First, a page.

Major Loophole Closed in Program Protecting Privacy of Abuse Victims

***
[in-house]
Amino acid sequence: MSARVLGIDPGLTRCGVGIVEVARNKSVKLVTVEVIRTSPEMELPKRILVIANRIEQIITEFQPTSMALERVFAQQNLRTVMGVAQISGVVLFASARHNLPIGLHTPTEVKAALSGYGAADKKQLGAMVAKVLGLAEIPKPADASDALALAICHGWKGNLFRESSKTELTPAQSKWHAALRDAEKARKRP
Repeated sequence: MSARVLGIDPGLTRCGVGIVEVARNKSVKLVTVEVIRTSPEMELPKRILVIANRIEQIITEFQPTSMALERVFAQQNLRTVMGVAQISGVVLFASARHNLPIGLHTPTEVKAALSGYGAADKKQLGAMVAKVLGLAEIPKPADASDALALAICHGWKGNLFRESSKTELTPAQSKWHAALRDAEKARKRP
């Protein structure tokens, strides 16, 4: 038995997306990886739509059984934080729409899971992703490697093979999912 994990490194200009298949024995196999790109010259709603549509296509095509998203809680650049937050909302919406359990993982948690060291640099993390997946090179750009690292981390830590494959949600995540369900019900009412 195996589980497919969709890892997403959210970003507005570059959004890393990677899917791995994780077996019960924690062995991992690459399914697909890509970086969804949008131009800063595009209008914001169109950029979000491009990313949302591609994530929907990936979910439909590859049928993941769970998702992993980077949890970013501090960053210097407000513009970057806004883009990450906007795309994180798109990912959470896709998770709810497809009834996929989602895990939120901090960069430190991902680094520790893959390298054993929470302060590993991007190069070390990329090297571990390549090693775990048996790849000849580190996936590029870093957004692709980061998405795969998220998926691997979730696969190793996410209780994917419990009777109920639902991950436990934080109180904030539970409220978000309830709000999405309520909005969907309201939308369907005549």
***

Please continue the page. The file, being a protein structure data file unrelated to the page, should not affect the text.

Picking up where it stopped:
AUSTIN — One woman fled across state lines, tired of the fractured ribs and broken leases, of pulling her kids out of school — four times in semester — sick of how her husband, whose job it was to protect people, used his hands instead to harm her.Another received a card from the man who raped her every year on her birthday, the handwritten message mocking her from the mailbox outside her home.Then there was the mother, afraid for her young daughter and son-in-law, who were trying to start their new life while their stalker walked free, impeded only by an ankle monitor and a restraining order.It was this mother's story that got Plano Sen. Van Taylor interested in the Texas Address Confidentiality Program. The free service — a kind of witness protection program for Texans who've experienced family violence, sexual abuse, stalking or human trafficking — has helped keep private the personal information of hundreds of survivors in the last decade.But there was one glaring problem, the mother told Taylor. Abusers could still find the home addresses of victims like her daughter through local voter registration rolls and property appraisal websites.This loophole kept unknown numbers of people from participating in the program, and, even worse, could have put those already in it at risk.Women who were raped shied away from voting, losing a right they'd never thought would be affected by their victimization, advocates said. Others were told by local property appraisal districts their addresses would remain public, even with active protective orders against attackers who still lived in their own community."You basically learn to protect yourself," the mother, who requested anonymity to protect her family, told The Dallas Morning News. "It's nothing but misery.""I just figured, if were going to change laws, we got to start talking to somebody."'A clarion call'  Continue reading...

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